Translation is collaborative, or as Marina Tsvetaeva put it: ‘by hand—–across the river.’ This image suggests two perils: in walking through moving water, and no less, in the intimacy of holding hands. (Particularly because, as Tsvetaeva wrote elsewhere, the hands of poets have minds of their own and tend to be slippery.)
This Blue Novel begins with insistence—–this. As in: not that. This Blue Novel begins with attention to itself as instance: one presence, present, in the great blue sea of poetry: ‘all of the names they could have named me.’ Thus, my English reads this autobiographical novel in verse as a personal journey into poetry’s ‘This-ness.’ Mejer’s language is self-possessed (hear: command, as well as domination by a spirit), the ‘I am’ that also, inversely, affirms otherness.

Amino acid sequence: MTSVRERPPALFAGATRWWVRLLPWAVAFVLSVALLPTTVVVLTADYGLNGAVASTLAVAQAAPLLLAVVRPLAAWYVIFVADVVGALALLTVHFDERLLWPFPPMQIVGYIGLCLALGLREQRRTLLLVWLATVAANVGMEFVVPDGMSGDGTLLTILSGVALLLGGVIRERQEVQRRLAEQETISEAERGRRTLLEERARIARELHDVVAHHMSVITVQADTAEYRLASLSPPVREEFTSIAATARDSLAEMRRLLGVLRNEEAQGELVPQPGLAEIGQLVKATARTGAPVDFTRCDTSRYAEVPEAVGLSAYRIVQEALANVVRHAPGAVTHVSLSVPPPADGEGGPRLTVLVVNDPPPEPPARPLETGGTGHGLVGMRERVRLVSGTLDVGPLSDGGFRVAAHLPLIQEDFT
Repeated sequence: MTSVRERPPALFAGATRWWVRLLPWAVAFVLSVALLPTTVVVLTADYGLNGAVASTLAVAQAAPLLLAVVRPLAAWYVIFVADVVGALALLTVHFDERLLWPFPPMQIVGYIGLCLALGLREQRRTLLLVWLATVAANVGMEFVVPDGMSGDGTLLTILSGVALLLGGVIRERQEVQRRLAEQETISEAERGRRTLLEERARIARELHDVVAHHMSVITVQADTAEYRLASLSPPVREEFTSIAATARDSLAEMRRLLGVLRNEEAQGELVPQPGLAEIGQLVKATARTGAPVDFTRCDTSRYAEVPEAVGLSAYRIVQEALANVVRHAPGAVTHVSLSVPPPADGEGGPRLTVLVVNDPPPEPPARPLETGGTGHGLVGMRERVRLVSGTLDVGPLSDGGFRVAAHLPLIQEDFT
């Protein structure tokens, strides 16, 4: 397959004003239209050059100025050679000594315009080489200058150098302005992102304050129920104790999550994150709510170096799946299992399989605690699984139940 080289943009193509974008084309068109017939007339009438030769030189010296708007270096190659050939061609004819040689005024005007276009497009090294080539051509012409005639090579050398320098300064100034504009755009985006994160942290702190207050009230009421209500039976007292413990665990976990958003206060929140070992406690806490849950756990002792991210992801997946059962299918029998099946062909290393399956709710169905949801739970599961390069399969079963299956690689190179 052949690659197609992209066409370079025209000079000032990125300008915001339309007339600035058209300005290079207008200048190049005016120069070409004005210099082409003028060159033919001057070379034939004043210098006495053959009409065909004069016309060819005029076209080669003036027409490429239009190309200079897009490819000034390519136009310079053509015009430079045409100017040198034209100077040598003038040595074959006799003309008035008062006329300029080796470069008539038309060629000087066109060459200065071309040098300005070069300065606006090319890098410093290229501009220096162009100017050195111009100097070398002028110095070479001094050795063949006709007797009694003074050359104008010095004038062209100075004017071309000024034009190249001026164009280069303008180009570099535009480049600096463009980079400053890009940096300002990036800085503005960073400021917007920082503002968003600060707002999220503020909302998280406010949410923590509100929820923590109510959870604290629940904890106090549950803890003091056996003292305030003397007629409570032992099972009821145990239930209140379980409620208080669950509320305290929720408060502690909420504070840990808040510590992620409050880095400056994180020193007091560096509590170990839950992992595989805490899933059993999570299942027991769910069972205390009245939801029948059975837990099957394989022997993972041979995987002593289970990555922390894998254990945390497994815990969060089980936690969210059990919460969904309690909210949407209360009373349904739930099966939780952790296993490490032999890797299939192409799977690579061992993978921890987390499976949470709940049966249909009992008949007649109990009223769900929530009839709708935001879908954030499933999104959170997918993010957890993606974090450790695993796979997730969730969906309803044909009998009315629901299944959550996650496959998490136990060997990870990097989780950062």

Story and history are one word in Spanish. Hold that thought for a moment under the inverted light of Mejer’s wavy lens, and you have verisimilitude turned on its head: ‘This Blue Novel invents nothing. Neither is everything true. The great improbability is life.’ Life is improbable, in part, because it brushes, always, with death. Like any work of art, it flirts with its own annihilation: ‘This was spared from a bonfire of books/(maybe by virtue of being blue).’
The blue, meanwhile, is azul, from azure, a word that comes from lapis lazuli and recalls, equally, stone and sea and sky: ‘Like when my hand stretched out to the blue mountain,/and the air wove through my fingers.’ Blue is its own state of matter, an impossible hybrid of rock and air and water. So maybe the novel’s blueness is its freedom, and the freedom of any poem, of any impossibility, to be (impossible).
Valerie Mejer is a poet, painter, and translator, resident here and abroad, inured to crossings of all sorts. Her collection Rain of the Future, translated by CD Wright, Forrest Gander, and Alexandra Zelman, came out from Action Books this year, and This Blue Novel is soon to follow.